LITTLE ROCK — A $1 million grant from the U.S. Substance Abuse and Mental Health Services Administration (SAMHSA) will allow the University of Arkansas for Medical Sciences (UAMS) to create a statewide program that will educate and train health care providers on ways to prevent death from opioid overdose.
The award funds a five-year project to create and maintain the UAMS Arkansas Naloxone Education Training (ANET) program, a train-the-trainers program that will provide opioid overdose education and training to Arkansas providers, including how to administer naloxone, patient counseling for its use, additional harm reduction resources and local treatment options for those struggling with misuse of opioids.
Naloxone is an opioid antagonist that reverses the effects of an opioid overdose.
Meghan Breckling, Pharm.D., an assistant professor in the College of Pharmacy’s Center for Implementation Research, will serve as the program’s director and primary investigator on the project. In addition to her work with the College of Pharmacy, she is also a clinical research pharmacist with the Center for Addiction Services and Treatment in the UAMS Psychiatric Research Institute.
“Deaths from opioid overdose are increasing in Arkansas, creating an urgent need for access to the lifesaving medication naloxone,” Breckling said. “This program will provide one-to-one training and support to state health care professionals about how to talk with patients and communities about harm-reduction resources available in Arkansas, particularly naloxone. I am excited to have this opportunity to help develop this program aimed to improve and save the lives of fellow Arkansans.”The program already has a number of committed collaborations statewide, including the Community Pharmacy Enhanced Services Network, East Arkansas Family Health Center, Central Arkansas Harm Reduction Project, College of Pharmacy residency programs and Metropolitan Emergency Medical Services in Pulaski County to help recruit trainers in communities across Arkansas, with plans to add more in the future.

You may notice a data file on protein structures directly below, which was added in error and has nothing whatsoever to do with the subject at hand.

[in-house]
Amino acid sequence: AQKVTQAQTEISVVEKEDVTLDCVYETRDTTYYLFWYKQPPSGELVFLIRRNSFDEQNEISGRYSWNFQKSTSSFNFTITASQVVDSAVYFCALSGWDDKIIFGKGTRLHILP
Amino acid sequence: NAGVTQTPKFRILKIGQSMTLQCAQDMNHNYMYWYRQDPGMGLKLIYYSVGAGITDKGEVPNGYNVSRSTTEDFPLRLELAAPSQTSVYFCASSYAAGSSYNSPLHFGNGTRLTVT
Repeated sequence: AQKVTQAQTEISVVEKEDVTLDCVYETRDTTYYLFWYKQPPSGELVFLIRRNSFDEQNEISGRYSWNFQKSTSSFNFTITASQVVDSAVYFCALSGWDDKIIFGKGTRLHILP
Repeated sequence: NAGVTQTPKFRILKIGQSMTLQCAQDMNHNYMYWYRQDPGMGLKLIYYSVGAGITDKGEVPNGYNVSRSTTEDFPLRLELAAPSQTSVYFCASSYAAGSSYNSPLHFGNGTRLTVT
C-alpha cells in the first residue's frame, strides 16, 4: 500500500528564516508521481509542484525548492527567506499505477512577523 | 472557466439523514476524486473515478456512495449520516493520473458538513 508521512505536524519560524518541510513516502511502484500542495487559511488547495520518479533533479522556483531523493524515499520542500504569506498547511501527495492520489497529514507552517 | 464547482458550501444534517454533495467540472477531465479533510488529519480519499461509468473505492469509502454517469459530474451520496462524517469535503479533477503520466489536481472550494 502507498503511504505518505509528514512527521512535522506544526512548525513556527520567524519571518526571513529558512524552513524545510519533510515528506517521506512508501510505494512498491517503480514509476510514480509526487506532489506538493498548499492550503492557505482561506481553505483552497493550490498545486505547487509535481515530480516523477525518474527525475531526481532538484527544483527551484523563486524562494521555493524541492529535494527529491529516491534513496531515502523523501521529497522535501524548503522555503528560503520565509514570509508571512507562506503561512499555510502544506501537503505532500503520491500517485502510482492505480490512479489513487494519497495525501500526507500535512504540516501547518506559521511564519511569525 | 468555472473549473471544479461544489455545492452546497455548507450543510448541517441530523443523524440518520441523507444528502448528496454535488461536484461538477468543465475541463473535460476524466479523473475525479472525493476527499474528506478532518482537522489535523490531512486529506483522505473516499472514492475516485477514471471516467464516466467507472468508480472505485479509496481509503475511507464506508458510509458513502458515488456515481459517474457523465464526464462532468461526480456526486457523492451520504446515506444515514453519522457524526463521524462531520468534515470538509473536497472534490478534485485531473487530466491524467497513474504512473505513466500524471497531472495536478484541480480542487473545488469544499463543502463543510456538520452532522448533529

UAMS Health AR ConnectNow and the UAMS Center for Addiction Services and Treatment (CAST) have also committed to supporting the program by providing information and resources for the training curriculum.
“Dr. Breckling is a rising star in championing access to resources and information for health care providers in Arkansas to help prevent and treat opioid overdose,” said Teresa Hudson, Pharm.D., Ph.D., the assistant dean for health services research in the UAMS College of Medicine and a co-investigator on the project.
“We’re proud of Dr. Breckling for introducing this program to help empower our state health care providers with knowledge about naloxone use and help combat the opioid crisis,” said Amit Tiwari, Ph.D., the College of Pharmacy’s associate dean of research and graduate studies. “This project reflects our commitment to fostering a safer community. Gathering numerous organizations for a task of such significance is no small feat. Collective endeavors like these are pivotal in our mission to curb opioid overdose deaths and elevate patient outcomes in the state.”
Trainers will target Arkansas populations likely to benefit from increased knowledge and access to naloxone, including individuals at high risk of opioid overdose. They will also aim to reach those who may be more vulnerable to accidental opioid poisonings, such as adolescents and older adults taking opioids acutely or chronically. Friends and family members of those struggling with misuse of opioids are also within the program’s reach.
The program aims to train 125 naloxone-education trainers over five years. Each trainer will be expected to deliver two community-based naloxone education classes per year, using a 60-minute training module provided by the program. Trainers will receive materials and naloxone kits to deliver to class participants and will be compensated for their time in providing the training. The program’s goal is for each trainer to train at least 10 or more individuals during each class, which would result in more than 7,500 Arkansans receiving naloxone education training through 2028.